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Child’s rare genetic disorder prompts parents to launch support group

+2 votes

When a 15-day-old baby, who had a bout of mild diarrhoea and vomiting became severely dehydrated, the parents, though worried, did not sense something could be seriously wrong. However, they were shocked when their doctor diagnosed the baby with Congenital Adrenal Hyperplasia (CAH).

CAH is an inherited disorder that affects the adrenal glands where the glands cannot produce cortisol and aldosterone, and instead produce an unwanted excess amount of androgens.

A child with CAH lacks enzymes the adrenal glands use to produce hormones that help regulate metabolism, the immune system, blood pressure, and other essential functions. Parents with children suffering from it often have great difficulty in the upbringing of the child, including treatment, getting school admission and other support issues.

For the first time, Shyam Nair and Deepa Kannan, parents of a CAH child, have started a support group called ‘CAH Support India’ ( www.cahindia,org ) involving a community of parents, grandparents and caregivers of CAH children. The International Coalition for Endocrine Patient Support Organisations worldwide has listed this support group as the first such group for endocrine disorders in India.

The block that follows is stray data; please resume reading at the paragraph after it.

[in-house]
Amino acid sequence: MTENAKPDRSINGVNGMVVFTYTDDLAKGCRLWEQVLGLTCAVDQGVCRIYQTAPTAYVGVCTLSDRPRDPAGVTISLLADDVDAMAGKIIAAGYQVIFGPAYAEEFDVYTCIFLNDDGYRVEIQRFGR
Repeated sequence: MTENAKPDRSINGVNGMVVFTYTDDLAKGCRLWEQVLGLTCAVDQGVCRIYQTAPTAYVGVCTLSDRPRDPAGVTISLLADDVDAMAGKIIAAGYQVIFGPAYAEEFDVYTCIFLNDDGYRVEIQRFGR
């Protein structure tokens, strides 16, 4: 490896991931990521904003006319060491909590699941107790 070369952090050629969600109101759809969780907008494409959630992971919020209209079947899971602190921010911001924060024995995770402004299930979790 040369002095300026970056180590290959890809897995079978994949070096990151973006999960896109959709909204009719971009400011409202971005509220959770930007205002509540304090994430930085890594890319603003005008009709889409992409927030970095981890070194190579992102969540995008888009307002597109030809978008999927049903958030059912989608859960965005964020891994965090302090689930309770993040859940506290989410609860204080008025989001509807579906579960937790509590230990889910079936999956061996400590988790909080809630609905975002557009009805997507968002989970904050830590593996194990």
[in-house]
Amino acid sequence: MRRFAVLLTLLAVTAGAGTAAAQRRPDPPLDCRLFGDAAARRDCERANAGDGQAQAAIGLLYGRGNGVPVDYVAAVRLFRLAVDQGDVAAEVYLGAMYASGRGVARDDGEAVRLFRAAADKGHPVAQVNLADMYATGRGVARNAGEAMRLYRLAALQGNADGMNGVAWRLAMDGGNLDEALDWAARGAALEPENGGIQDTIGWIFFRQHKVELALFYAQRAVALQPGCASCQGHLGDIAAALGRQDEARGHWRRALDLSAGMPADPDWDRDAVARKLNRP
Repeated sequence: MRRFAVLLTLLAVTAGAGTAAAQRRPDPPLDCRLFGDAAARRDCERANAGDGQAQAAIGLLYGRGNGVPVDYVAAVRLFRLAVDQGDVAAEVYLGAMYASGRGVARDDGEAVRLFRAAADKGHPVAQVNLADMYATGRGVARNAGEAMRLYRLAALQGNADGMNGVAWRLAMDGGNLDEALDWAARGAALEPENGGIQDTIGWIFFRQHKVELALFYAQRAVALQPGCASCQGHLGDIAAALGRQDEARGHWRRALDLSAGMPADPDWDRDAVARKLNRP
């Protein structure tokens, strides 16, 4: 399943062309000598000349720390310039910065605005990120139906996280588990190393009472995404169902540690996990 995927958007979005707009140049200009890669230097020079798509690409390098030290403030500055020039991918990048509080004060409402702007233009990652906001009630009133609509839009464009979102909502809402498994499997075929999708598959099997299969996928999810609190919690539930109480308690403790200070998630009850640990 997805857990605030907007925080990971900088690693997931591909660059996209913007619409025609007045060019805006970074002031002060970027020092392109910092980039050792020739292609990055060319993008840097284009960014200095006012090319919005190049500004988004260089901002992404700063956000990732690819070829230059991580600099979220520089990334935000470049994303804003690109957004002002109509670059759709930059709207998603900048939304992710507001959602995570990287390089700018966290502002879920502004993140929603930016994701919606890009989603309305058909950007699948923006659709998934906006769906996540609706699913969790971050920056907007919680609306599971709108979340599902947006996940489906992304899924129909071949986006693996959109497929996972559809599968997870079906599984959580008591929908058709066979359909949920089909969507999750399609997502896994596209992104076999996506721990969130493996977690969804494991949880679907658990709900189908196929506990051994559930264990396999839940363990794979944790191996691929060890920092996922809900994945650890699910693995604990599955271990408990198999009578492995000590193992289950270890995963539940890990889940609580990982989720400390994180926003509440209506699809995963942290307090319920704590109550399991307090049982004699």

The couple has also created a closed Facebook group for parents and endocrinologists and a Facebook page called Omkar’s journey with Congenital Adrenal Hyperplasia to chronicle all possible events in the life of a child with CAH . The link is

Shaila S. Bhattacharyya, paediatric endocrinologist at Manipal Hospitals, who is also part of the support group, said: “A CAH child gets severely dehydrated even with a mild episode of diarrhoea and needs hospitalisation, which is stressful both for the child and the caregivers.”